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08 Nov 2012

Patricia Glave – Symboles at Galerie d'(A)

Vierge aux Méduses, 2012 - Black lead on paper - 106 x 150 cm © Patricia Glave

Patricia Glave – Symboles
Galerie d'(A)


9 November - 15 December 2012
Opening Reception Thursday 8 November - 6pm - 9pm
Mon, Tues 10.00-12.30 / 13.30-17.00 Thu 12-19.30, Fri 10.00- 15.30, Sat 14.00-17.00

Jacqueline Bettinelli
+41 21 311 35 01
+41 21 312 23 80

Galerie d'(A)
avenue du Léman 20
1005 Lausanne

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Galerie d'(A) is delighted to present Patricia Glave's latest solo exhibition entitled 'Symboles', the second exhibition of the Swiss artist to take place at the gallery. Patricia Glave plays tirelessly with words, material and symbols. In her previous exhibition, 'Duel' (2010) the artist explored all the elements that differentiate the female world from the world of men, highlighting what is at stake in our fascination with power. We now see her adopting a new register: different religions and their symbols. The dichotomy between good and evil, white and black, death and life remains at the heart of her work and her probing into the meaning of life. Nowadays it is white that dominates, creating works which are more soothing (like a return to her 'Seins-bols' series – Breast-bowls) and which counterbalance her provocative works in black.

Perhaps bearing witness to both exhibitions is 'L'Arme blanche' (weapon in white) (2008), whose function is negated by its very colour. Other symbols featuring in this exhibition are double-edged swords. As a means of tracing in chant the progression of prayer, the rosary evokes the never-ending path towards Christian contemplation and perfection. Patricia Glave uses this cult object as a starting point for meditating on the relationship between beliefs and their magical effects.

The baleful symbols, such as the flies, skulls or the crown of thorns, which we encounter in this exhibition, are counterpoised by symbols of renewal, purification and rebirth, such as buds on apple and cherry trees and the preponderance of white. Patricia Glave likes to step into the shoes of a child and respond to beauty with innocent eyes. The small, ostentatious, precious symbols, possession of which appears futile, serve merely to demonstrate that, faced with the inevitability of death and the vanity of existence; beauty and faith are indispensable since it is these that give room to our dreams.

Following her theme on the duality with weapons and war, including the fascination with power of mankind, Patricia Glave comes back to Galerie d'(A) with a new register : religions and their symbols. A natural path in which transcends a more meditative reflection on the main monotheistic religions found in the West. This first section begins with Christianity. A religion that the artist knows wells and also rich in symbolic images. Neither hate nor passion, the artist likes to question the symbolic – crowns of thorns (porcelain and drawings), eyes turned heavenwards, a giant rosary (porcelain) to say a worldwide's beads, vanitas ... – 'I like to play with this images of my past, images of pious devotees, and to question those symbols that manage to arouse so much passions ... and what passions ?' Thus the artist reflects nonchalantly on the meaning of those symbols of devotion and on the artistic impacts throughout the different period of time.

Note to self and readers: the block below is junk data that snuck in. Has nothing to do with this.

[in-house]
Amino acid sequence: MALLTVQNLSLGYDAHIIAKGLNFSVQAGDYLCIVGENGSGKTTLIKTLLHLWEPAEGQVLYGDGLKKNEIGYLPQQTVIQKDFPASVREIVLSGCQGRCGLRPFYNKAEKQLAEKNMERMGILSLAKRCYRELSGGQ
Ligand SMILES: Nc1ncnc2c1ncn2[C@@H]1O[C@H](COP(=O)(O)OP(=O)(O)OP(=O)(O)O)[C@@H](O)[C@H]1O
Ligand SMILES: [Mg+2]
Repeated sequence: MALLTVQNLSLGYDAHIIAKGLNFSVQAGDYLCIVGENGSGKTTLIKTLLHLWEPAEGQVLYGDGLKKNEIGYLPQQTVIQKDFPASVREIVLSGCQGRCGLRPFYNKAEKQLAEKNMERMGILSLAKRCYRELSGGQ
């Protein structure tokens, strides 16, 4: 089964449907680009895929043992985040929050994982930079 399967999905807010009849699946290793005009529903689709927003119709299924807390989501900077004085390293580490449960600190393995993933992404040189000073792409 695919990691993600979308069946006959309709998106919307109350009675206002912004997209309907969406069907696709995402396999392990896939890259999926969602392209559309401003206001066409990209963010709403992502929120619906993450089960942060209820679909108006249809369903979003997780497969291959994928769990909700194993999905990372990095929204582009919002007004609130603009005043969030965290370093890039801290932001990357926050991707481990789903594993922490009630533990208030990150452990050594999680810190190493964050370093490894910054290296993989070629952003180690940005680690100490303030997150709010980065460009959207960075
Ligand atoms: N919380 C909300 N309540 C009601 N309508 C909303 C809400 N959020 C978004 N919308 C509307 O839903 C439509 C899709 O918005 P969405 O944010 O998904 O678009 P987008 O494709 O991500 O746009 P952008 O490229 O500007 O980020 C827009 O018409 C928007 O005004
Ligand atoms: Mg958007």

Born in Basel in 1960, Patricia Glave now lives and works in Lausanne, Switzerland. Between 1980 and 1984 the artist attended courses at the School of Applied Arts in Vevey (Ecole des Arts Appliqués) in Switzerland and between 1988 and 1989 at the Art Student League in New York, completing her training at Geneva University of Art and Design (École Supérieure des Arts Appliqués) in the year 1997-1998. In 2008 she gained a postgraduate degree at the Haute Ecole d'Art et de Design (HEAD) (University of Art and Design) in Geneva. She has taught at the School of Applied Arts in Vevey since 2001. Patricia Glave's career traces the progression of her thinking on our relationship with the human body and its symbolic representation in the strengths and weaknesses of the individual. Based on this, she has developed – playfully and with a sense of scorn that is both grotesque and sensual – a metaphor for the armed extension of men's hands. She treats the aggressive relationships men maintain with their own bodies and the bodies of others with considerable humour and cynicism. At the same time she has developed an elaborate concept of women's bodies as more enfolding and comforting, handling her materials as if they were human flesh. She exhibits as a solo artist and in collective exhibitions in French-speaking Switzerland, in Europe at the Decorative Arts Museum (Musée des Arts Décoratifs), the Sèvres Museum (Musée de Sèvres) and at the Galerie Favardin & de Verneuil in Paris, as well as in the United States, Japan and Korea. The artist has received several national and international awards in ceramics biennials. Patricia Glave is represented by Galerie Favardin & de Verneuil in France and Galerie d'(A) in Switzerland.